The purpose of the Anti-Money Laundering and Countering the Financing of Terrorism Act 2009 is to ensure businesses take appropriate measures to guard against money laundering and terrorism financing. This enhances the reputation of individual businesses, and New Zealand as a safe place in which to do business.
Scams are increasingly common and sophisticated. Bank customers need to be vigilant to ensure they don’t become a victim and lose money. We receive complaints from customers who have lost money to scammers and we investigate the circumstances of their cases to determine whether the customer or bank is liable for the losses.
We sometimes receive complaints involving the financial affairs and wishes of older family members.
Illness, injury, unemployment, a relationship breakup and over-commitment can put stress on a person’s financial situation. Whether you are an individual or a business, being unable to meet your repayments on a loan can be worrying.
From time to time people complain to us about a bank paying their rates arrears to the local council and then taking this sum from their account. This scenario affects property owners with a mortgage.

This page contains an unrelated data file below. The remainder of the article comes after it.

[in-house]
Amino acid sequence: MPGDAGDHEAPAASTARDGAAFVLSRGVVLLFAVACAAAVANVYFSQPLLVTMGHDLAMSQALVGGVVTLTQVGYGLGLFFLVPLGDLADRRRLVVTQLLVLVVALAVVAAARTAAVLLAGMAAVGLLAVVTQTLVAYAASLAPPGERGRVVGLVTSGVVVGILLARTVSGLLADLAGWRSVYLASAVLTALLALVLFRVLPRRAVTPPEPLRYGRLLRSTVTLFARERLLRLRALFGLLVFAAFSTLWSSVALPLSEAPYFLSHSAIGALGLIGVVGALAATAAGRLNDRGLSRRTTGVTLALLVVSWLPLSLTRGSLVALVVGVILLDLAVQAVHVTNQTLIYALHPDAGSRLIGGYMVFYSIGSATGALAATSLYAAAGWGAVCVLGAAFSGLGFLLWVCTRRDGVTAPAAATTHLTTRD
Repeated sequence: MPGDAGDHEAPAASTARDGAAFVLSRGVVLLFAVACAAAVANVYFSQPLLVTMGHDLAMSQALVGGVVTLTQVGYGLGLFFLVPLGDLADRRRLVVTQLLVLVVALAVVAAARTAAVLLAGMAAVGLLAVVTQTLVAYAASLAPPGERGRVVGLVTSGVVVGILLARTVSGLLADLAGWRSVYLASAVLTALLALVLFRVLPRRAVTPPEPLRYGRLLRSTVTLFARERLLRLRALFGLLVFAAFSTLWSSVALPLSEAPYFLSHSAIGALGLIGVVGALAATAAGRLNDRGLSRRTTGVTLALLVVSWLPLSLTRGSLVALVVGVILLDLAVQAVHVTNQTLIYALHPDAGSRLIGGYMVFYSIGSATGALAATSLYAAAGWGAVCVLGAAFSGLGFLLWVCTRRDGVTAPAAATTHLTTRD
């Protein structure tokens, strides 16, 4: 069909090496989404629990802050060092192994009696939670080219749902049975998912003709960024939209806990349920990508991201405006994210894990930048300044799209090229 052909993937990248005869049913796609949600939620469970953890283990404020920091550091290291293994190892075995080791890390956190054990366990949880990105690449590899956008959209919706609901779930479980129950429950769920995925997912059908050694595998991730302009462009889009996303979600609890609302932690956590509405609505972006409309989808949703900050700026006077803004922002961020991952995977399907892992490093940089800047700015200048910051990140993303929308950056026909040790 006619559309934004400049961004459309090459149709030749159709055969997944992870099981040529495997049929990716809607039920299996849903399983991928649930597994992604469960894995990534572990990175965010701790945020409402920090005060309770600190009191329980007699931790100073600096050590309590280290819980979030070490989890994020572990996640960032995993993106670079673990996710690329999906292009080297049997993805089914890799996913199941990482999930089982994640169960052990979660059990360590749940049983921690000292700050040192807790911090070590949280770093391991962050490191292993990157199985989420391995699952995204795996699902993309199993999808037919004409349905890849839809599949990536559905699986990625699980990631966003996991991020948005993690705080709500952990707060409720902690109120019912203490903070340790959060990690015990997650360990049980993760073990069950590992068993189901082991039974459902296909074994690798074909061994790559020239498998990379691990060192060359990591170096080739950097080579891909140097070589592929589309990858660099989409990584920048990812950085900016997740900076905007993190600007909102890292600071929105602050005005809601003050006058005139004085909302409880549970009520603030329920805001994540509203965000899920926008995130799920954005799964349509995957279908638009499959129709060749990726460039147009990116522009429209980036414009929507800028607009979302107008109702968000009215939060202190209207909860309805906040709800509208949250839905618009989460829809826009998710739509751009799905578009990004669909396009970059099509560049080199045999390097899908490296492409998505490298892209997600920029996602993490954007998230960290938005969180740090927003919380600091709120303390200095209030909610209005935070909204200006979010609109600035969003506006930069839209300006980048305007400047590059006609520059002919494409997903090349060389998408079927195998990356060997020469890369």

Banks have a legal duty to protect the confidentiality of existing and former customers. Banks also have obligations under the Privacy Act 1993. The Act has 12 privacy principles about personal information. In the banking context, these govern:
How long should your bank hold information about you? And what are your rights when you want information from your bank? The answers are in this guide, along with more on personal information kept by banks.
We look into complaints about banks’ sale of insurance policies. This guide covers: